Dr. Mridul Garg, Sr. Principal Scientist, Ms Nidhi Rani, Project Assistant, Environmental Science & Technology Division, and Ms. Aakanksha Pundir, (Research fellow), CSIR-Central Building Research Institute, Roorkee

Introduction

In India over 300 million tones of industrial wastes are produced per annum from various chemical and agro-industrial processes like metallurgy, petrochemicals, fertilizers, paper and pulp industries etc. The effective disposal of these wastes create environmental pollution posing a health hazard to both human and animal life. Due to disposal trends, large areas of fertile land have become unproductive for agriculture purpose. Therefore, the utilization of industrial solid waste materials is becoming increasing important in the construction practice for energy, natural resources, and environment conservation considerations [1, 2].

Steel slag, a by-product of steel making, is produced during the separation of the molten steel from impurities in steel-making furnaces. Slag whether granulated or crystalline is an important industrial waste which may be considered as a useful raw material for developing new building material to accrue to the national economy in the housing sector. The slag obtained from different sources can be utilized as supplementary raw materials in different construction applications such as concrete aggregate, hot-mix asphalt and granular materials as investigated by various researchers [3-6]. The industrial application of granulated blast furnace slag is due to their enormous power of activation. A number of studies have been carried out on the activation of granulated slag using different methods including alkali, lime and sulphate activation [7-10].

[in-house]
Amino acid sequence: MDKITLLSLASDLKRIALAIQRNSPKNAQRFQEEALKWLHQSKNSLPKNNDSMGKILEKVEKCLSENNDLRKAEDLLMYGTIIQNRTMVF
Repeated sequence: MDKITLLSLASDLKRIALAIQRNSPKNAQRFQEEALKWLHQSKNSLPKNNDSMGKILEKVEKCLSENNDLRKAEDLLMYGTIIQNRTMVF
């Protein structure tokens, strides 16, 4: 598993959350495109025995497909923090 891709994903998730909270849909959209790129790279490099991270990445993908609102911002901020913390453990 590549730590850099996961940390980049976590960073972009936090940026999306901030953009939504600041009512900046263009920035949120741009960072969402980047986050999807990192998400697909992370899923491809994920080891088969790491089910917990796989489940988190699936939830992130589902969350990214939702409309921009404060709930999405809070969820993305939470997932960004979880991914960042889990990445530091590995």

In contrast to blast furnace slag, which is volumetrically stable and has various applications in construction, steel slag from basic oxygen furnace (BOF) and electric arc furnace (EAF) contains free lime that can result in volumetric instability or unsoundness [11]. George et al [12] reported that because the structure of free lime in steel slag is denser due to the calcining temperature of approximately 17000C and the decreased ability for moisture to react with free lime under ambient temperature but at 5470C or above, steel slag expand volumetrically.

The rising demand for road construction led researchers to investigate for an economical and ecological pavement design. To achieve this objective, a systematic study is undertaken to replace the natural aggregate with steel slag and develop a pavement design for blocks and bricks. The mechanical properties and durability under water of the paver blocks and bricks are presented in the paper.

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